Reading Rainbow: Basin and Range by John McPhee

Whenever I am handed a book that someone tells me I should read, it feels like a homework assignment.

I am not in school.

I shouldn't have homework.

Moreover, there is a sort of immediacy to the required reading that tends to add stress to the equation, seeing as though the picture is colored by the act of lending.

This book was one of those situations in which a book was handed to me. To add to the reticence with which I undertook this task, the book's subject matter was field geology.

What's got two thumbs and hates science?

This guy.

Keeping all of these hangups in mind, the book was pretty damned engaging. The prose is not at all dry and actually brings rocks to life. McPhee also manages to tie the history of geology into the book and somehow makes it not only interesting but page-turning.

I would have to say the book was entirely surprising to me, and the tale of the geological evolution of the Earth is told exceptionally well here.

Sunday, August 9, 2009

Tube Steak: Down Time Breeding Curiosity About the Future

Now that Burn Notice* is on six-month hiatus**--having given way to Psych on the USA docket (I know they're different time slots, but USA clearly only likes to have a few of its own series airing at a time) and leaving only Rescue Me on extended basic cable as must-see semi-serialized drama--I find myself rewatching the House season finale.

*It is a well-established view of this blog that Burn Notice is great fun while not being altogether light fare. This past season/half-season/whatever-it-was played well, and the ending points towards some much bigger things coming at Michael Westen. There were a few episodes toward the end of this run that lulled us into a false sense of security/hope after Michael opted out of The Management's offer, but The Management's warning about the consequences of his refusal would seem to carry some weight now. I'm already impatiently waiting for this winter to roll around.

**I can't imagine I haven't mentioned this before, but I really love that USA has started doing the two half-seasons a year thing. I don't watch a lot of USA programming, but it makes the time between new
Psychs and Burn Notices less painful.

While marvelling at the adept muddling of House's perception of reality latent in the final episodes of this past season, I cannot help but wonder what is in store for the viewing masses for the next season of House.

My main concern is what is going to happen to House now that he has been hospitalized, as the point was made a few episodes prior that such an action would result in his loss of medical licensure? How can he return to the hospital? Will he have to answer to Foreman now?

Apparently Andre Braugher is involved in some capacity. No complaints on that front.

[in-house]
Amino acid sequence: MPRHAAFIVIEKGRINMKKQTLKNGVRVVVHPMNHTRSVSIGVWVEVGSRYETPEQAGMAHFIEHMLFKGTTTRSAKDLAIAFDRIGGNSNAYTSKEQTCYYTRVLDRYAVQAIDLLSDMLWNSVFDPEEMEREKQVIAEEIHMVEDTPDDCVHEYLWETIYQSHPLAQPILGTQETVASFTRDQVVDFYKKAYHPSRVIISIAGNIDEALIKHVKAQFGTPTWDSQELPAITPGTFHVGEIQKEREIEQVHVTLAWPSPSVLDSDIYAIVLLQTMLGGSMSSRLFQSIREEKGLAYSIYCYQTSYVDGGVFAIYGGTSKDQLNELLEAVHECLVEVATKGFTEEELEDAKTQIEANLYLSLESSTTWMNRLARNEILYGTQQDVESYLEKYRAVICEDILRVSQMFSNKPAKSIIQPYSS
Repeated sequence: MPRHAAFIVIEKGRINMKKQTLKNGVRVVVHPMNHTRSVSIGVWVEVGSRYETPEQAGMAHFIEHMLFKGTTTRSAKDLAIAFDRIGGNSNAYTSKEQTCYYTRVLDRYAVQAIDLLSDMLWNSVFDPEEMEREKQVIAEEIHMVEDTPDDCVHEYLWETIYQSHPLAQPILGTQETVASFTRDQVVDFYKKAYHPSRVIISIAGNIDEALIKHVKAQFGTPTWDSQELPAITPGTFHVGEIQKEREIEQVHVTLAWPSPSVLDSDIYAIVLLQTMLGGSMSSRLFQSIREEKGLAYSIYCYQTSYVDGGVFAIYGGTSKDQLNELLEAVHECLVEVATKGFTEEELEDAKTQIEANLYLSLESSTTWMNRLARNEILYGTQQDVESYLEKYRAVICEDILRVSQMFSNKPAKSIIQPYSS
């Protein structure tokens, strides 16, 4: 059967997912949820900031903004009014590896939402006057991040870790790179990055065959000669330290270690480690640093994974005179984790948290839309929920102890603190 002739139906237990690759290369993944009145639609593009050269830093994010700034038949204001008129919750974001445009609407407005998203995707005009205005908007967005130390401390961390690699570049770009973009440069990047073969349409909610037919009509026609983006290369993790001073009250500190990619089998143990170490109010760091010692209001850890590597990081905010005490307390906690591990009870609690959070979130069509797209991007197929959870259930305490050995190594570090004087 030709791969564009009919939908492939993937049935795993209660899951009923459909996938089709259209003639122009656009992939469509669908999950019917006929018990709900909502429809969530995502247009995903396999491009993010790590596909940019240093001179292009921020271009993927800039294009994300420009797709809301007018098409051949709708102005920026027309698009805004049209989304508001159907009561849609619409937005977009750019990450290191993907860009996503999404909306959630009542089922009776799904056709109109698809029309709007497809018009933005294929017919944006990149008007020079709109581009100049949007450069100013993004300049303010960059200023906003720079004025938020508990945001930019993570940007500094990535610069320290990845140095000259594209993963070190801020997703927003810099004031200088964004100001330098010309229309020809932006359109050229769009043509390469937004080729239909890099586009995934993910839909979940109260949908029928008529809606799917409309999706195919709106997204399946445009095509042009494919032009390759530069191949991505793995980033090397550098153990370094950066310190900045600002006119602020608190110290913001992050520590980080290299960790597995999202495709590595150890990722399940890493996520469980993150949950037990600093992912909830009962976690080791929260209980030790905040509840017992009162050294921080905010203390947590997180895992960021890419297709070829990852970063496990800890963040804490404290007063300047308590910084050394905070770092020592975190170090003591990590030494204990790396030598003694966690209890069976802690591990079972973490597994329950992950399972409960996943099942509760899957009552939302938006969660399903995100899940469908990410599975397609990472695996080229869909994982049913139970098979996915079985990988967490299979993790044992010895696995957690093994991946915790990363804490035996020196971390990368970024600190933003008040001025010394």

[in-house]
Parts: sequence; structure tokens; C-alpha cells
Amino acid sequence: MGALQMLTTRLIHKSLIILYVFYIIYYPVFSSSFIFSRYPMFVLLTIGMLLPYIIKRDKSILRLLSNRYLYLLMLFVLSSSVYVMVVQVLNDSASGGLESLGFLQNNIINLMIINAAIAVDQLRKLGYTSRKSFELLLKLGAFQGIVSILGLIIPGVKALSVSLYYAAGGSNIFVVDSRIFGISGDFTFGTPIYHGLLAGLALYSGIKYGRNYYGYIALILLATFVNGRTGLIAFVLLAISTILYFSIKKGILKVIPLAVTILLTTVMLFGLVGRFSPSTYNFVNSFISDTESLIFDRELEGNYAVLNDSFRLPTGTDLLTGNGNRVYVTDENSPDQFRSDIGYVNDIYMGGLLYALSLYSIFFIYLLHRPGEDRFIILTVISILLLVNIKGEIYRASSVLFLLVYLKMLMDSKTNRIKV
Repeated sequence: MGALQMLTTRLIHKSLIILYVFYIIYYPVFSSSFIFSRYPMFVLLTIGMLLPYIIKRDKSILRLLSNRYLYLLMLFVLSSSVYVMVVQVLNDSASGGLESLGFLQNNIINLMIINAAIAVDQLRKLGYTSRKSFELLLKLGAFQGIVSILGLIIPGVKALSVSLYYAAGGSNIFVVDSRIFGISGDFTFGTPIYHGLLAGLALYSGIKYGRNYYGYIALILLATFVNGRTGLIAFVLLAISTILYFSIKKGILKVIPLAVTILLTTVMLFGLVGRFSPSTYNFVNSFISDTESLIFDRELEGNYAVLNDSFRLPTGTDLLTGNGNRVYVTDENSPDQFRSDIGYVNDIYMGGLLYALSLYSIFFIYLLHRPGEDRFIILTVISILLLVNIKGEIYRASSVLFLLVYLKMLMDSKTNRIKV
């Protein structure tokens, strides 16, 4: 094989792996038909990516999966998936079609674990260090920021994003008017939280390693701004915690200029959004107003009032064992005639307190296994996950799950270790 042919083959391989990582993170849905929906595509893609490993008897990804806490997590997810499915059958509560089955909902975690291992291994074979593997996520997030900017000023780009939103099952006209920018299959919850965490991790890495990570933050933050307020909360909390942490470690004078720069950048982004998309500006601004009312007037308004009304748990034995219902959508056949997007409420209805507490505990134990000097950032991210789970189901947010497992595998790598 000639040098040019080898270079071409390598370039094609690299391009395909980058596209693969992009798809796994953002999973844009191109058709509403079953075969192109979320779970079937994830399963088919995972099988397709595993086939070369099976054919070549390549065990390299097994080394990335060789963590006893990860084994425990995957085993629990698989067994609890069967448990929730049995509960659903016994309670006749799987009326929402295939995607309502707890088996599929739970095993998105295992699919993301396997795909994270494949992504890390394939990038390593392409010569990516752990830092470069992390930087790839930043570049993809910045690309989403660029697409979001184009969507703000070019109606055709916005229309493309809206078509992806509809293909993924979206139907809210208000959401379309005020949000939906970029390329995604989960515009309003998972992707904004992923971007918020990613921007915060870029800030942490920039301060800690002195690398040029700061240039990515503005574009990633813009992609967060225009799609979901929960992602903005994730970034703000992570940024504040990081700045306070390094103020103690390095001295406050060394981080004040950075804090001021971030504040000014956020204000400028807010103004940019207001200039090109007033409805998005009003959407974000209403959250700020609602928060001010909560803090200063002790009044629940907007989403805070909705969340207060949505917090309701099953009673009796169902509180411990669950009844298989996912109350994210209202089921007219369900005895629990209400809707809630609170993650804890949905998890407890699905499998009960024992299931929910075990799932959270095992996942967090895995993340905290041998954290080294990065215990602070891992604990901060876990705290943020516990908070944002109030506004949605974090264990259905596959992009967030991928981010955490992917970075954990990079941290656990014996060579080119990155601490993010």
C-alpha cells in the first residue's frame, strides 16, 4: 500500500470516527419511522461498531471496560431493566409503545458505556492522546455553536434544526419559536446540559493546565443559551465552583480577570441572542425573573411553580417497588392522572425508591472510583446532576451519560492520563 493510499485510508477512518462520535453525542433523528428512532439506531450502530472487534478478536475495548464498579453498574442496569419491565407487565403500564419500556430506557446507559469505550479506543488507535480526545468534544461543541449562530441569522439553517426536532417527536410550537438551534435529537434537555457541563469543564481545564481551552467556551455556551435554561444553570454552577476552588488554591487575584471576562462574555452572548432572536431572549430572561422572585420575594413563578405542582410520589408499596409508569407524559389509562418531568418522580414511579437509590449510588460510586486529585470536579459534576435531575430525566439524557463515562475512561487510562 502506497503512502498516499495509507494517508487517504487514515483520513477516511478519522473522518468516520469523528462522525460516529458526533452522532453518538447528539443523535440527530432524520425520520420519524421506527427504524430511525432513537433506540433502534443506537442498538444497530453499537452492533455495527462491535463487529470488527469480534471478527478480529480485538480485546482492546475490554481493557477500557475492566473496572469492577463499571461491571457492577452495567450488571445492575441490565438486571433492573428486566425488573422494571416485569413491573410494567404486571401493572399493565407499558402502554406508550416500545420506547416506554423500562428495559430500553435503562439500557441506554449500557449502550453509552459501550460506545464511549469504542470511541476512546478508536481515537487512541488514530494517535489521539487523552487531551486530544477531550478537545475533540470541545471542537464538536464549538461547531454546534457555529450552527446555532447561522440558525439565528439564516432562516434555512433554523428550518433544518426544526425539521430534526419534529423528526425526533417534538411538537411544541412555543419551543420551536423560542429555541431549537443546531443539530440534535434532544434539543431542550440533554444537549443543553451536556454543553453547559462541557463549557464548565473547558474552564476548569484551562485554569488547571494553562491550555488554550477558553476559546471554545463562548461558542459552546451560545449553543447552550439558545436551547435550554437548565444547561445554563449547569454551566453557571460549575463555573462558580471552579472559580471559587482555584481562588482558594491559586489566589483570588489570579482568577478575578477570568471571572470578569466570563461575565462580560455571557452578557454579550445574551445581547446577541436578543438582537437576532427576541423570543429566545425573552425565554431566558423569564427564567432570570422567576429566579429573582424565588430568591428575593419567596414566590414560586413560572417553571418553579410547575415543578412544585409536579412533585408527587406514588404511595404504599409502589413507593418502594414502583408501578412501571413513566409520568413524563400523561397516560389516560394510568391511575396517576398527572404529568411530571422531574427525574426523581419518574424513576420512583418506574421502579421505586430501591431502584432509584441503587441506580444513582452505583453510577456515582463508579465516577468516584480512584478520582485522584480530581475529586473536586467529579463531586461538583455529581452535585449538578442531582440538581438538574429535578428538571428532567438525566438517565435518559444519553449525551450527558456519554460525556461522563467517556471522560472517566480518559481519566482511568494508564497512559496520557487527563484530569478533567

Needless to say, I really want September 21st to roll around.

Speaking of September, the fourth season of Dexter is set to being airing then. Dexter has gone from being merely watchable in its initial season to being intensely compelling. The second season* was superior to the first by leaps and bounds, and the third built upon the goodwill earned in season two. My confidence in the producers is so strong at this point that I have no concerns about the show's direction as its protagonist finds himself entering into fatherhood--the kiss of death for many a show (Growing Pains anyone?). With Dexter, I get the feeling that it will only feed into the tension as life gets in the way of Dexter feeding his homicidal urges.

*(I totally forgot to do this earlier) It is weird, but it seems like every girl I talk to who has watched Dexter fucking hates Lila so much that they think season two was worse than season one.

I really like the fact that I get to watch a show that allows me to type that sentence.

And let us not forget that Curb Your Enthusiasm is set to come back in only a few weeks. The TV landscape is about to get a lot richer.

Friday, August 7, 2009

Reading Rainbow: Sacred by Dennis Lehane

Clearly, I've not had a lot of spare time to devote to this creation of mine. This means that almost all of the hits I receive on Inconsiderate Prick are related to Kim Richards--more precisely that hot goddamn picture I found of her on the 'nets circa Meatballs II--something that I hardly consider problematic. If anything it makes me feel like there is this whole society of men between the ages of 25 and 40 who harbor a childhood crush on a young Kim Richards, kinship to Paris Hilton be damned. The weirder thing is that since I found out about the relation, every time I see that socialite I now see the physiological resemblance between the two.


So after that weird baseball book, I read the third book in the Kenzie/Gennaro series, Sacred. As has been the case with the first two books in the series, it was an insanely fast read and compelling throughout. His wry sense of humor comes through in Patrick Kenzie, and his ability to balance that with the morality and brutality of man attains a level of quality not often reached in any medium.

The book was great to put it succinctly. If you want a page-turner that resides in the desirable realm in which the psychologically complex and intense is cut with the ease of a leisurely read, this Lehane series would seem to be your ticket.
Related Posts Plugin for WordPress, Blogger...